When I asked friends and families about their opinion, I realized from some of their messages, that they actually felt just the opposite. They felt that women who wear Abayas were treated better than those who don’t. At grocery stores, at government agencies, at petrol stations …etc. They felt that wearing an Abaya was some kind of badge of reverence that women wore in the gulf, that immediately granted them RESPECT. Most of these women however, NEVER wore abayas, they were JUST assuming from what they have seen or heard. 

I found this extremely interesting for two reasons: 

1- I still can’t fathom why or how the abaya can determine how I am treated by fellow Arabs, in an Arab and Islamic country – or even expats for that matter. 

2-  No matter how strong and clear our ideas and opinions can seem to us, other people can have the exact opposite ideas, and that would be based on each one’s personal experiences and stories. 

I am still not done here, and I would still love to hear YOUR experiences and YOUR opinions!!! Please spare some time to share them with me.

Thank you! 

Online Vs. On-Campus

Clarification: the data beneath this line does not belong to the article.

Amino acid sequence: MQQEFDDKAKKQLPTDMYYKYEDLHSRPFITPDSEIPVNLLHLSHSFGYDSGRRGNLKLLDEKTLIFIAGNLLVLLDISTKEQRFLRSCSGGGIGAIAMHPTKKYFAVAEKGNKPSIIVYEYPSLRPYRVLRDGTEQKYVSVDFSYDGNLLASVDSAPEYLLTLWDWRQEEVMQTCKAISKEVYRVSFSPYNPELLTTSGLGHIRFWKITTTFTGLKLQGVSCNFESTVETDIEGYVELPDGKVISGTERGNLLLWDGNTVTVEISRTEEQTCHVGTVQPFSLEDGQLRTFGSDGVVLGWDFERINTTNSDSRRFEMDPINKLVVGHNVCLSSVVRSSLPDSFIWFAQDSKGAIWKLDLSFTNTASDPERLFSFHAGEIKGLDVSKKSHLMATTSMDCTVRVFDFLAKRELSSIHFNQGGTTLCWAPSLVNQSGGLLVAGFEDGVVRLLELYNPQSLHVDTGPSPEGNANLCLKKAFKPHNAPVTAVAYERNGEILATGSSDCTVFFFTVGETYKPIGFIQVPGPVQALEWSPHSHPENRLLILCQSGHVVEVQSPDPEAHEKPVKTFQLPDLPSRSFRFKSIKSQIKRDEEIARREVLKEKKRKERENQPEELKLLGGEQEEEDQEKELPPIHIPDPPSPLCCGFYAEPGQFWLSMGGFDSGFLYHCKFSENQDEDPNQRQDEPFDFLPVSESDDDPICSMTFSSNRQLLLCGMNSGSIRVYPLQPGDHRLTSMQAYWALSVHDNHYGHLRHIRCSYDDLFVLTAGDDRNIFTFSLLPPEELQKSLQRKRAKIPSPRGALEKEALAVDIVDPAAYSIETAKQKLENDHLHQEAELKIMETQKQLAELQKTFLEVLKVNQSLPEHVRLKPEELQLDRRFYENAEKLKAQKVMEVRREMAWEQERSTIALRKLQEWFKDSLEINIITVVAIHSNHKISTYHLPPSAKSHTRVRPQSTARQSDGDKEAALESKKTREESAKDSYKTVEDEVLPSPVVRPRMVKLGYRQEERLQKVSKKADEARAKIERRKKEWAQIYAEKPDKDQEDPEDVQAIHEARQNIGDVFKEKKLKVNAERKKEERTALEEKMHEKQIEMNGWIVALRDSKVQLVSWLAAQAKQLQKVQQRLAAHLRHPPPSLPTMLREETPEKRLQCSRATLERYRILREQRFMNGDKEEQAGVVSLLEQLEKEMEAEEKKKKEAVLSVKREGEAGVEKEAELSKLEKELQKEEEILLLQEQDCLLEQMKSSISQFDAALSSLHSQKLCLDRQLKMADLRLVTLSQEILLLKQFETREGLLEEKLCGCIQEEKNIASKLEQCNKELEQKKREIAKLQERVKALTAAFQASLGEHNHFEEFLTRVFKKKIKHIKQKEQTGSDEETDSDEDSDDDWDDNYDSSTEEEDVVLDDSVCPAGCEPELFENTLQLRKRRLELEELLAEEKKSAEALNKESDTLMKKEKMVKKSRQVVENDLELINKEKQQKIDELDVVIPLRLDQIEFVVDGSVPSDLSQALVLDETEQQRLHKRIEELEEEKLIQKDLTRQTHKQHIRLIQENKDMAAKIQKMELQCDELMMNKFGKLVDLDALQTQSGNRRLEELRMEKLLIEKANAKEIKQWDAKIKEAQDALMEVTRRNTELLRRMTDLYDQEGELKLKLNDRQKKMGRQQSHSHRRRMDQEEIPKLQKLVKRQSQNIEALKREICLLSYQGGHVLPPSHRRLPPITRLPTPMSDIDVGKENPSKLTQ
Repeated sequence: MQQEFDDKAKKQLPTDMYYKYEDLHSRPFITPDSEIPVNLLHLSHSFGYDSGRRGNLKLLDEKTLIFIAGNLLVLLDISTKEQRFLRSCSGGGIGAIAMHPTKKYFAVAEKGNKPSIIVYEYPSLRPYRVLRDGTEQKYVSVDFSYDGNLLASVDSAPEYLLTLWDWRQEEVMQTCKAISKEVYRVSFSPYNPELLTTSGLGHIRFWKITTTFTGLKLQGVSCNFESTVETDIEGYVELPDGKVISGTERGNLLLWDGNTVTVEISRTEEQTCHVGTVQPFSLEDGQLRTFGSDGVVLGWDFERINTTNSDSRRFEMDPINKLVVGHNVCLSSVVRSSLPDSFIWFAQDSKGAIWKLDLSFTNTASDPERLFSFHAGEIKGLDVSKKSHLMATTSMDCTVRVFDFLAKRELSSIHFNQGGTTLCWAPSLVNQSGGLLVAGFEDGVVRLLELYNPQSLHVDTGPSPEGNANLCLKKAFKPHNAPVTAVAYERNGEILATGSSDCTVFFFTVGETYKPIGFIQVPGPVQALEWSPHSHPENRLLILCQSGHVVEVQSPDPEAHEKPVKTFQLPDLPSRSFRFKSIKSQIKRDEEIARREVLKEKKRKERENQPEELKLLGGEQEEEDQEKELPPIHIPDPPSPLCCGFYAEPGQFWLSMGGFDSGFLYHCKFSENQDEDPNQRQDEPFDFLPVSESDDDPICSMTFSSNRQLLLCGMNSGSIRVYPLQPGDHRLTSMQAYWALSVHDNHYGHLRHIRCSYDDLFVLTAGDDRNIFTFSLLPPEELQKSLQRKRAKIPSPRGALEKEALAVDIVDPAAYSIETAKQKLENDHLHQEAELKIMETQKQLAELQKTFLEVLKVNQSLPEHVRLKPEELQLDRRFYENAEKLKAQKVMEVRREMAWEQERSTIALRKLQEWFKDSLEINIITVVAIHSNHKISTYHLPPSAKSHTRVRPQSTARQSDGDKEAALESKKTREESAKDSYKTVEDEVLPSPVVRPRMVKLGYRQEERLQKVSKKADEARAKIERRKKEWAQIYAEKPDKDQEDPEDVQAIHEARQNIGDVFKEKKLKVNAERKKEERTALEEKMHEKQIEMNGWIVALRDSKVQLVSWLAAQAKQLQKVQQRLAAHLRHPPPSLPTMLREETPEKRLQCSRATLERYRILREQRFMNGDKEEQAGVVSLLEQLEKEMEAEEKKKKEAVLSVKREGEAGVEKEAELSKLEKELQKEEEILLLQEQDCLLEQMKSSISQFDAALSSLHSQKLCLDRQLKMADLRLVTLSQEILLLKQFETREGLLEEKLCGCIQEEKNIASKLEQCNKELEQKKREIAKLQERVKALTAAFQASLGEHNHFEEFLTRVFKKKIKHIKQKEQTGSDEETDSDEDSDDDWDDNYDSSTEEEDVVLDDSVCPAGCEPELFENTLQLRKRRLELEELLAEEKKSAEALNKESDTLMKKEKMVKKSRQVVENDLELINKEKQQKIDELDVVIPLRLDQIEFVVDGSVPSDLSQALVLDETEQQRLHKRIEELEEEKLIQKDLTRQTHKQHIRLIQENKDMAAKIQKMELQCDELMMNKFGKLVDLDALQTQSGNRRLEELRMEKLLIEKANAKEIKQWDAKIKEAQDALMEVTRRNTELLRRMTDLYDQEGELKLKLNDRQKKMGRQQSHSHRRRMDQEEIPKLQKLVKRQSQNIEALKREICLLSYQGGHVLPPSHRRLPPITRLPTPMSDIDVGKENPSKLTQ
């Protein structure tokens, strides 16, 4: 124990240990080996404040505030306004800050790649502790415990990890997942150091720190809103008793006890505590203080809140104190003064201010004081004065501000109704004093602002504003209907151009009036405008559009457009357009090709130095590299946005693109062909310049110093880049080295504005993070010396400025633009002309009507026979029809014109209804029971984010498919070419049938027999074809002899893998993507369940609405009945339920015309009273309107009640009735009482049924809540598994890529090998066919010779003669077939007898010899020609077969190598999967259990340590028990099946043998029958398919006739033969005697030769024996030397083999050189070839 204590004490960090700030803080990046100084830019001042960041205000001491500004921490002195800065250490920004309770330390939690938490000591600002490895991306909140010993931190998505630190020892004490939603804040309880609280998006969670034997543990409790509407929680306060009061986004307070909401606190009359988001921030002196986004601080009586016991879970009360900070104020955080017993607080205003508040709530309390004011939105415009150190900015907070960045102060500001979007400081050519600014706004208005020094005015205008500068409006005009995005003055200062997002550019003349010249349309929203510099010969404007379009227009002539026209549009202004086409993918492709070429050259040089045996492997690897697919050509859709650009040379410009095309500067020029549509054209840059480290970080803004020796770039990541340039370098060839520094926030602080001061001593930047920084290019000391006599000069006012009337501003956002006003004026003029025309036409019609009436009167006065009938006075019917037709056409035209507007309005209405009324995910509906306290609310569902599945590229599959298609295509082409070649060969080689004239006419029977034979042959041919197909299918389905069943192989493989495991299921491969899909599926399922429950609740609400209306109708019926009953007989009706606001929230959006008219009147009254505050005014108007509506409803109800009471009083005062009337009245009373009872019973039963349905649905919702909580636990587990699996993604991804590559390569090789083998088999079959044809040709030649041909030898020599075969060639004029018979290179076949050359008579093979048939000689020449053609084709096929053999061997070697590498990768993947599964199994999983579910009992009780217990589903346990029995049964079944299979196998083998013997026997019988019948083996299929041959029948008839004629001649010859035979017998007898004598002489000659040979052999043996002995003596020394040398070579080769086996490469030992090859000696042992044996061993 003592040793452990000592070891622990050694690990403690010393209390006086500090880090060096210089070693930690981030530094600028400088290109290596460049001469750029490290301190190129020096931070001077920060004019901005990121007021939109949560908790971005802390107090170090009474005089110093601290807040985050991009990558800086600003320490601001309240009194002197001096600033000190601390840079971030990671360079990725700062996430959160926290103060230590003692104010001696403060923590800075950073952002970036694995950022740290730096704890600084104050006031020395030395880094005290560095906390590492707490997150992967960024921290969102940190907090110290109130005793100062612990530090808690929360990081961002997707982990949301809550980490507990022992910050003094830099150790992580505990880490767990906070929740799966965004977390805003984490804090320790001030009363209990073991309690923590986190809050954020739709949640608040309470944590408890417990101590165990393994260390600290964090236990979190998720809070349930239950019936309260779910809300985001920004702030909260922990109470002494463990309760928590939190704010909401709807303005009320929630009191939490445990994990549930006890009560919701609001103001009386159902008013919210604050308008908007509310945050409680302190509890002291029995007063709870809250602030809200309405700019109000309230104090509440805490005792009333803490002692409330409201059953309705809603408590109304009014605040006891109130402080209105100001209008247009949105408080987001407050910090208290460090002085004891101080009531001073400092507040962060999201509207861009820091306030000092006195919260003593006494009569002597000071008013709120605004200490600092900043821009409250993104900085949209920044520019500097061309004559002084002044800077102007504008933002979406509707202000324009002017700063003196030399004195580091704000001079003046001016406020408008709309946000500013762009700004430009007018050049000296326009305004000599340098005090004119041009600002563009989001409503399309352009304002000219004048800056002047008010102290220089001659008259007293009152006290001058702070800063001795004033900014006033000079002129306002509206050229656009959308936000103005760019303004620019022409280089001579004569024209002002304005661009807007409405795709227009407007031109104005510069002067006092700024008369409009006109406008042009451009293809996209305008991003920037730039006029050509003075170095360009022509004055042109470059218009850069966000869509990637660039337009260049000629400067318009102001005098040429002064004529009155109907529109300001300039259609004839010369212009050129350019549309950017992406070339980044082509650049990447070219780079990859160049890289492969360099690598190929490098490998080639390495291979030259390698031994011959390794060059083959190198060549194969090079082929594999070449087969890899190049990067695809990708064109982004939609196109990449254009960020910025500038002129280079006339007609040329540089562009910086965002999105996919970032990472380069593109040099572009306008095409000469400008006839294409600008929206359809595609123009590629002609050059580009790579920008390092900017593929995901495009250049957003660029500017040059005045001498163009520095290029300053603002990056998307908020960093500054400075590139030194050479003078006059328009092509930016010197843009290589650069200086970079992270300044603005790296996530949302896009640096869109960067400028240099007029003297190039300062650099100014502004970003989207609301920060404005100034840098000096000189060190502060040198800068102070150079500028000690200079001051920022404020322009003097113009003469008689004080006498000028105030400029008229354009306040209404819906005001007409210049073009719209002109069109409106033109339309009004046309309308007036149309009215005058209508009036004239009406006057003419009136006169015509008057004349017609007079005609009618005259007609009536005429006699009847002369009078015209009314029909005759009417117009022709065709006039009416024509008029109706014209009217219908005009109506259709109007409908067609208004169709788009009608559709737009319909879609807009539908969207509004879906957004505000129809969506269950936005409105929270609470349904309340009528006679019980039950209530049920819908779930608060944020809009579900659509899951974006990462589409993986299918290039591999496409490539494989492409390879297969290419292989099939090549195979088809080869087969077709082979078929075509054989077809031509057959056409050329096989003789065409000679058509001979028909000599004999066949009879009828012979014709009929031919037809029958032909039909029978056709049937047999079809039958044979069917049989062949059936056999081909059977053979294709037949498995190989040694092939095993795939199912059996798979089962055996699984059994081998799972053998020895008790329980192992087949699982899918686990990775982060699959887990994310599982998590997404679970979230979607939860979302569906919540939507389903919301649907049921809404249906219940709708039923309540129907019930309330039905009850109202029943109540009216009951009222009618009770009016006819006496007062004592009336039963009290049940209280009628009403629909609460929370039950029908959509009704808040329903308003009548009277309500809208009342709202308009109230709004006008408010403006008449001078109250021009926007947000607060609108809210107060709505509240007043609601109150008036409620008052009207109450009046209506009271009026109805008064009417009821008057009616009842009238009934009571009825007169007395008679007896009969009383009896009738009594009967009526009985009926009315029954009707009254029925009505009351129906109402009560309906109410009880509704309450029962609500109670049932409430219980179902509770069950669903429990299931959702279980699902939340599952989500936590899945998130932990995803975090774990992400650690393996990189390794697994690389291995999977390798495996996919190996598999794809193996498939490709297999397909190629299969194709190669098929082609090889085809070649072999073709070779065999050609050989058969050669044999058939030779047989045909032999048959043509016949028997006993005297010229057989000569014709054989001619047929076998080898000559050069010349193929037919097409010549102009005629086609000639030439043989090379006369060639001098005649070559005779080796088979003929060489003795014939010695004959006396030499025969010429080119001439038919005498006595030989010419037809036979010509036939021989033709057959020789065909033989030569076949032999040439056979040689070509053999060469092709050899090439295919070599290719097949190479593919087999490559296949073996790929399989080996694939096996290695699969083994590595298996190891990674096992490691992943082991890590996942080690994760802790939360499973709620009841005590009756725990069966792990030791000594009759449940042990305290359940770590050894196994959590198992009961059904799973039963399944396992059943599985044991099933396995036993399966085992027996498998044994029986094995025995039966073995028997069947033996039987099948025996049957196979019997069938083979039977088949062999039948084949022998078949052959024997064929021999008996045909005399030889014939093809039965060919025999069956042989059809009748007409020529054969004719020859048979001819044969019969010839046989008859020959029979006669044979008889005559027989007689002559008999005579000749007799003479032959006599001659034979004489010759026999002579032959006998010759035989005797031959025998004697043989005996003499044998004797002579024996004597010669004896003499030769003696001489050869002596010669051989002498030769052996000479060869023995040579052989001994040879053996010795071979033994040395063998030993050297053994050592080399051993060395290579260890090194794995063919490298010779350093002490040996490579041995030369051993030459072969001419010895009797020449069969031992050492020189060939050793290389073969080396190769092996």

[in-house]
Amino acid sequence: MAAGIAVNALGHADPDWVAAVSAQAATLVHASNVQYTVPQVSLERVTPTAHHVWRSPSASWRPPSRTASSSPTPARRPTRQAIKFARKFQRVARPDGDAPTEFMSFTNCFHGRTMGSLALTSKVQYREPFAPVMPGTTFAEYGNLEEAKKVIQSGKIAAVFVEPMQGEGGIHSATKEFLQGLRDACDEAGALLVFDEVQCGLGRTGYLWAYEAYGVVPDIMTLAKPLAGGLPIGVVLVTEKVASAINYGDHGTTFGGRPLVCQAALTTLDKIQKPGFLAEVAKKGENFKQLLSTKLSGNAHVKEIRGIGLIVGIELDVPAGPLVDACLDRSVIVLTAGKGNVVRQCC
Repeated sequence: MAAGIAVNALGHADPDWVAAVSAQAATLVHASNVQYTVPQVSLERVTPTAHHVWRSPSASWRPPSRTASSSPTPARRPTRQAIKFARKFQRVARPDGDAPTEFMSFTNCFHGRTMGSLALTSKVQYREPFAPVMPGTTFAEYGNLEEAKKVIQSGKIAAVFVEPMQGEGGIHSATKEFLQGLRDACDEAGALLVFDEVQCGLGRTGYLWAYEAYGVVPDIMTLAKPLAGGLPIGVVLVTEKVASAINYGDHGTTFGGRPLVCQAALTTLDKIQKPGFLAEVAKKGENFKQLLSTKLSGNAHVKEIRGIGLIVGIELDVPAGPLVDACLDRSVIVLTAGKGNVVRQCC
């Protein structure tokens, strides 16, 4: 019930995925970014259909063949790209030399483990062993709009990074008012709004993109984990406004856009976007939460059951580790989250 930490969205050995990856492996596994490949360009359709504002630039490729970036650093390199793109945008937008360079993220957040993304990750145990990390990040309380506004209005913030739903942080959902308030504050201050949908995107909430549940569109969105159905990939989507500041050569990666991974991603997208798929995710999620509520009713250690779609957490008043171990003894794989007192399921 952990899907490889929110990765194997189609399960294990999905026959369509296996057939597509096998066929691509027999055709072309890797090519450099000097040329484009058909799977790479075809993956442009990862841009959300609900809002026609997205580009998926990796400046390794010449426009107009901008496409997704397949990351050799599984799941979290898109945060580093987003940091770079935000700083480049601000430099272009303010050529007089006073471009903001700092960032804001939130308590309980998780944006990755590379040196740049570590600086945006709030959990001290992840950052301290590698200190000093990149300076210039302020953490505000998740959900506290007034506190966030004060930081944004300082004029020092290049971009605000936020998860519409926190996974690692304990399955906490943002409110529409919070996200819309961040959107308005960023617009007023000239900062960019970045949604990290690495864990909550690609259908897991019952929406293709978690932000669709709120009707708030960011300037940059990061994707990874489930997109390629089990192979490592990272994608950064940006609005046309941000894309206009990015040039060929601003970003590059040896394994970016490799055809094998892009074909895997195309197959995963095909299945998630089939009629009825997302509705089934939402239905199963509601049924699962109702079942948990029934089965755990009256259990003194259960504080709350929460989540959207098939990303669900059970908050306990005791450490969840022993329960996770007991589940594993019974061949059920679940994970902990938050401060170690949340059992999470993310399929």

Be Kind !!

Online or on-campus?

Which team have you been so far? Team Online, or Team on-campus?

This is a question that mothers all over Bahrain have been dwelling upon. I know friends who have been losing sleep over this matter, and some that are torn between the excruciating guilt of sending their child to school, and the agonizing guilt of keeping them at home and the fear of missing out! Guilt, guilt, guilt!

There is no right answer to this question. In the midst of the total uncertainty and the immense confusion everybody is facing right now, this question only adds insult to injury. I have been avoiding asking anyone this question because I know no matter what their answer is, it will still make them feel awkward. 

There has also been lots of finger-pointing and lots of judging going on, in both camps. “How could you send them when the virus is everywhere?” or “ You have been keeping them home for the last 9 months? They must be so bored… and their social skills must be diminishing!!”